About flea bites

Updated April 17, 2017

Fleas are small, bloodsucking insects that feed on humans and animals. Fleas produce bites that can result in severe itching and inflammation, and flea bites may potentially spread a number of serious diseases. Fleas cut through skin using powerful jaws, inject an anticoagulant contained in their saliva, and continue to drink until full. The anticoagulant, which prevents the blood from clotting, is responsible for producing many of the symptoms of a flea bite. Adult fleas do not need to feed very often and can survive a month or longer without a fresh meal of blood.


Flea bites are more than a nuisance. They can result in skin infections, allergic reactions, and can potentially transmit serious diseases from one host to another. Flea bites in animals and children may itch so severely that they result in broken or raw skin, bleeding, and infection if the irritated skin becomes contaminated with bacteria. Flea infestations are incredibly difficult to eradicate, and they generally require multiple treatments of the interior and exterior of the home, thorough cleaning of carpets, furniture, pet bedding and treatment of any animals living inside the home. Although most illnesses caused by flea bites can be successfully treated, the prevention of flea bites and flea infestation costs pet owners hundreds, and sometimes thousands, of dollars each year.


In most people, flea bites produce only minor symptoms. The most common symptoms of a flea bite include a small red bump that may itch for several days. Severe reactions may also include a rash, a halo of red around the bite, severe itching and hives. Flea bites typically occur on the lower legs and ankles and around the waist. Areas where tight clothing is worn, or where elastic bands fit snugly against the skin, are also frequent sites for flea bites. Children are most susceptible to developing a severe reaction to the bites of fleas. Flea bites in animals cause similar symptoms to those in humans. Pet owners may first become aware that their pet is infested with fleas when the animal begins scratching constantly. Numerous bites may cause such severe itching and scratching that pets may lose hair as a result.


Although flea bites are typically not more than a source of itching and irritation, they may lead to serious infections when scratched. Moreover, because fleas feed off various hosts, they have the potential to transmit disease from one host to another. Fleas are responsible for the transmission of bubonic plague and murine typhus, and some fleas are known to transmit tapeworm larvae. Any flea bite that appears to be infected or does not heal needs prompt medical attention and possible treatment with antibiotics. If symptoms of severe illness develop following a flea bite, any treating health care provider should be informed of the patient's history of flea bites.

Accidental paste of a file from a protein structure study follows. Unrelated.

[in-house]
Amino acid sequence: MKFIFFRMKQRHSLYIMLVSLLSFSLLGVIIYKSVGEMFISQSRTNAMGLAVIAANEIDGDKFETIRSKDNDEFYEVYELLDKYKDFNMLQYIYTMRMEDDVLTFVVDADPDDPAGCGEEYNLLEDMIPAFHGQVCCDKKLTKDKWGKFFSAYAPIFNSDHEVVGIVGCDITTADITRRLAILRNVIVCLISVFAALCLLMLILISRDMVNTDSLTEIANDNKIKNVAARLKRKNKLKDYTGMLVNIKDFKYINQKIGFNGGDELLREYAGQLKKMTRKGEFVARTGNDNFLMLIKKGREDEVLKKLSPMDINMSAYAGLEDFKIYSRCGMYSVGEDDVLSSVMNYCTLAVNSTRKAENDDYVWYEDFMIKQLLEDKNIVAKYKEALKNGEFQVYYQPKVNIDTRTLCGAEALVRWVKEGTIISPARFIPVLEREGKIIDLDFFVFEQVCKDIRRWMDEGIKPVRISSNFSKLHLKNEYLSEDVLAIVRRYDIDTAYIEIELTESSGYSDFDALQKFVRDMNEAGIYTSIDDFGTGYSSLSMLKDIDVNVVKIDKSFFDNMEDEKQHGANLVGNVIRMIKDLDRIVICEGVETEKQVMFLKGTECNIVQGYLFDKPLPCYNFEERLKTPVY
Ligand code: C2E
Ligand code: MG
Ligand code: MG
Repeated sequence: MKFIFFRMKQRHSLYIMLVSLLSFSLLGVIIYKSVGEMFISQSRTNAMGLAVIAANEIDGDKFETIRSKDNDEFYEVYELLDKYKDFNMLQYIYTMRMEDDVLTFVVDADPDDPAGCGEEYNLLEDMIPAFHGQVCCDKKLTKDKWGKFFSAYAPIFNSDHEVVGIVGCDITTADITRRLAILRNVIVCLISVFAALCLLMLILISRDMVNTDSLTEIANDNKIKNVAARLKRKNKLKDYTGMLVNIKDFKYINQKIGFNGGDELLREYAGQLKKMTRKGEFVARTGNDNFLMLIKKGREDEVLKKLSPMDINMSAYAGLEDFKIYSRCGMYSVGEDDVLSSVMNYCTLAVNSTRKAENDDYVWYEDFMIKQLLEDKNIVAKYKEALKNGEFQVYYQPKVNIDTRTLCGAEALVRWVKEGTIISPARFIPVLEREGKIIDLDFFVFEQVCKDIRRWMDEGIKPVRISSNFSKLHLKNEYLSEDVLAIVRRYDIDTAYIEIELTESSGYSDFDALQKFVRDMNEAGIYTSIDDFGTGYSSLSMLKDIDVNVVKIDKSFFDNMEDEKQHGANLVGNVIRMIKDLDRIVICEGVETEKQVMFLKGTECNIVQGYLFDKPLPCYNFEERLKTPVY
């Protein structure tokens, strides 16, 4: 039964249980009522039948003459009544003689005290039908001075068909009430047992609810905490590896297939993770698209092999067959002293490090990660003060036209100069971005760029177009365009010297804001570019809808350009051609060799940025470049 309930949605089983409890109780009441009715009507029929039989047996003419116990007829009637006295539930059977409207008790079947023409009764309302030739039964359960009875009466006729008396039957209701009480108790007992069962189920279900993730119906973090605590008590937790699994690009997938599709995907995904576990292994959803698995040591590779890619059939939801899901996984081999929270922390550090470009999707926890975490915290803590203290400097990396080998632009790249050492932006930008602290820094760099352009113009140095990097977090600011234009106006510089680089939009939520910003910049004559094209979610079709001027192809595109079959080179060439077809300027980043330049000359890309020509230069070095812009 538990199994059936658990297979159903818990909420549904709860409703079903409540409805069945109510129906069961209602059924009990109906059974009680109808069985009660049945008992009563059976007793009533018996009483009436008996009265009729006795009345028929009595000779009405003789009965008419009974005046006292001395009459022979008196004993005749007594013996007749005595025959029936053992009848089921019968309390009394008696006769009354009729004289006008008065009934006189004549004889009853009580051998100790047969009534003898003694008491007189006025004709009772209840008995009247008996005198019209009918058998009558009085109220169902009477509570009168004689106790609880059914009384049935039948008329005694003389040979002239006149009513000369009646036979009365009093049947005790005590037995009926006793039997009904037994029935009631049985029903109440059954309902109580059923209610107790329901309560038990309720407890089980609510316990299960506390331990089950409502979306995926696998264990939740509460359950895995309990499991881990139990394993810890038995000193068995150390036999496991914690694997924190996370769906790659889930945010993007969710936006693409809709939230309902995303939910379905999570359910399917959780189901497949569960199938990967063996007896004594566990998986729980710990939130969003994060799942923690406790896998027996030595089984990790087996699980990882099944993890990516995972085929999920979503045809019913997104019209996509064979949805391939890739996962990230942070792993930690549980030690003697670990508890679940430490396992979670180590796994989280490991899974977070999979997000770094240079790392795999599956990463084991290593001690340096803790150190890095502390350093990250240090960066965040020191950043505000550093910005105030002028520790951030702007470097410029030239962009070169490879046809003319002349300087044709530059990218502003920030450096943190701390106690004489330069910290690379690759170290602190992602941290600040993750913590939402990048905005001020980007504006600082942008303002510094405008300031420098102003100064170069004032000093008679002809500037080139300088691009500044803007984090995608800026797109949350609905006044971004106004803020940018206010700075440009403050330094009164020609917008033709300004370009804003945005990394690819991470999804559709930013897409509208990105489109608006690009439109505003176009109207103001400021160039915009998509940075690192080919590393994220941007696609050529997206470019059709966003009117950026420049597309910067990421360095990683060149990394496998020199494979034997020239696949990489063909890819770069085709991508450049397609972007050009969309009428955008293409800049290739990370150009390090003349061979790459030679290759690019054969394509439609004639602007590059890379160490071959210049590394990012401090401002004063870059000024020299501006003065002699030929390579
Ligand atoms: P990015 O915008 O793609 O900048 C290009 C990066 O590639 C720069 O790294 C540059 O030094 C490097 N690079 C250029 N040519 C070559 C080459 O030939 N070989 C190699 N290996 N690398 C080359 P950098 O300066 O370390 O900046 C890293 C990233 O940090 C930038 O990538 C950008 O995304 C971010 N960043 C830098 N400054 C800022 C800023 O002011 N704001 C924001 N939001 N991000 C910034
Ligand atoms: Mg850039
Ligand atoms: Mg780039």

Prevention of flea bites involves the eradication of fleas from pets and the home. Household pets, such as cats and dogs, are the primary carriers of fleas in most developed countries. Pet bedding should be washed frequently in hot water, pets should be treated regularly with over-the-counter or prescription medication to prevent flea infestation, and any other sources of fleas in the home, such as carpets or furniture, should be treated to prevent additional fleas from hatching and laying eggs. Insecticide can be used around the exterior walls of the home to create a barrier against fleas, and severe indoor infestations may need to be treated using a home fogger. If these measures are not sufficient, professional treatment by an exterminator may be required. Treatment of flea bites is typically with an over-the-counter hydrocortisone cream, which will speed healing and relieve itching. Bites that are slow to heal or appear infected should be treated with antibiotics.


Five types of true fleas exist in the world, and all of them bite and feed on blood. The two types of fleas that are best known are the Ctenocephalides canis, or dog flea, and the Ctenocephalides felis, also called the cat flea. The other three types of fleas are the Xenopsylla cheopis, or rat flea, the Echidnophaga gallinacea, or hen flea, and the Pulex irritans, or human flea. All five flea types cause similar bites and have the potential to transmit disease between different species. Human fleas, cat fleas and dog fleas cause most human bites.

Cite this Article A tool to create a citation to reference this article Cite this Article


About the Author